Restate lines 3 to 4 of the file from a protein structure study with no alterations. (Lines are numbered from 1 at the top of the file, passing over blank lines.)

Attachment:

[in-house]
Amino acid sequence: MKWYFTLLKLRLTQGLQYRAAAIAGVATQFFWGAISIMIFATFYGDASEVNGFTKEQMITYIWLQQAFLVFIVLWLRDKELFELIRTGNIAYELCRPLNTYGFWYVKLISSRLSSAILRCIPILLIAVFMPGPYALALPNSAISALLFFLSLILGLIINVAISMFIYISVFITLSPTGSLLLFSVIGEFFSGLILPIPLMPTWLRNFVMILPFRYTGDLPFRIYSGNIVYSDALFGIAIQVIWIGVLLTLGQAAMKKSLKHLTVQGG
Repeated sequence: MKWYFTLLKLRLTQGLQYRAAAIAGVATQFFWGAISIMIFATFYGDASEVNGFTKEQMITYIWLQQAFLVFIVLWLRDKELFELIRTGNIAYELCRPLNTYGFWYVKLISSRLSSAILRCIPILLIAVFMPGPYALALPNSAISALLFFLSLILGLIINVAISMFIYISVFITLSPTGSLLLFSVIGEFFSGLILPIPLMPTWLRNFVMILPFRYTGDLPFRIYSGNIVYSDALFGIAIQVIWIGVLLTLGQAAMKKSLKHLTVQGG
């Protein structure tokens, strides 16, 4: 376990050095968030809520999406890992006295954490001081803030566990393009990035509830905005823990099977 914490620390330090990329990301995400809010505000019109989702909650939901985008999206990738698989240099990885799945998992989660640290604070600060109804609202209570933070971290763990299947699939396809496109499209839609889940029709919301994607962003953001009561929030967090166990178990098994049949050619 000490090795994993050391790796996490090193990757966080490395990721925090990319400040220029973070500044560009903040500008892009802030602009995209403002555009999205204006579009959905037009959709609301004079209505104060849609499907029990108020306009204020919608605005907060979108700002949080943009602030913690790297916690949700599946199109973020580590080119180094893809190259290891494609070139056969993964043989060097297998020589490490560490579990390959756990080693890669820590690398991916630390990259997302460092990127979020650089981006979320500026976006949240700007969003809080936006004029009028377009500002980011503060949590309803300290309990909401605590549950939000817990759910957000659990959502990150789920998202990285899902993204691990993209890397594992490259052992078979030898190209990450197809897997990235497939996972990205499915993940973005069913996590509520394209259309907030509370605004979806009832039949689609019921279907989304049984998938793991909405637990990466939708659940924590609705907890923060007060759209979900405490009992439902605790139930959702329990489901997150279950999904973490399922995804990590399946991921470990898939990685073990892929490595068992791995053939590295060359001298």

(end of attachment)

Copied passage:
Repeated sequence: MKWYFTLLKLRLTQGLQYRAAAIAGVATQFFWGAISIMIFATFYGDASEVNGFTKEQMITYIWLQQAFLVFIVLWLRDKELFELIRTGNIAYELCRPLNTYGFWYVKLISSRLSSAILRCIPILLIAVFMPGPYALALPNSAISALLFFLSLILGLIINVAISMFIYISVFITLSPTGSLLLFSVIGEFFSGLILPIPLMPTWLRNFVMILPFRYTGDLPFRIYSGNIVYSDALFGIAIQVIWIGVLLTLGQAAMKKSLKHLTVQGG
């Protein structure tokens, strides 16, 4: 376990050095968030809520999406890992006295954490001081803030566990393009990035509830905005823990099977 914490620390330090990329990301995400809010505000019109989702909650939901985008999206990738698989240099990885799945998992989660640290604070600060109804609202209570933070971290763990299947699939396809496109499209839609889940029709919301994607962003953001009561929030967090166990178990098994049949050619 000490090795994993050391790796996490090193990757966080490395990721925090990319400040220029973070500044560009903040500008892009802030602009995209403002555009999205204006579009959905037009959709609301004079209505104060849609499907029990108020306009204020919608605005907060979108700002949080943009602030913690790297916690949700599946199109973020580590080119180094893809190259290891494609070139056969993964043989060097297998020589490490560490579990390959756990080693890669820590690398991916630390990259997302460092990127979020650089981006979320500026976006949240700007969003809080936006004029009028377009500002980011503060949590309803300290309990909401605590549950939000817990759910957000659990959502990150789920998202990285899902993204691990993209890397594992490259052992078979030898190209990450197809897997990235497939996972990205499915993940973005069913996590509520394209259309907030509370605004979806009832039949689609019921279907989304049984998938793991909405637990990466939708659940924590609705907890923060007060759209979900405490009992439902605790139930959702329990489901997150279950999904973490399922995804990590399946991921470990898939990685073990892929490595068992791995053939590295060359001298």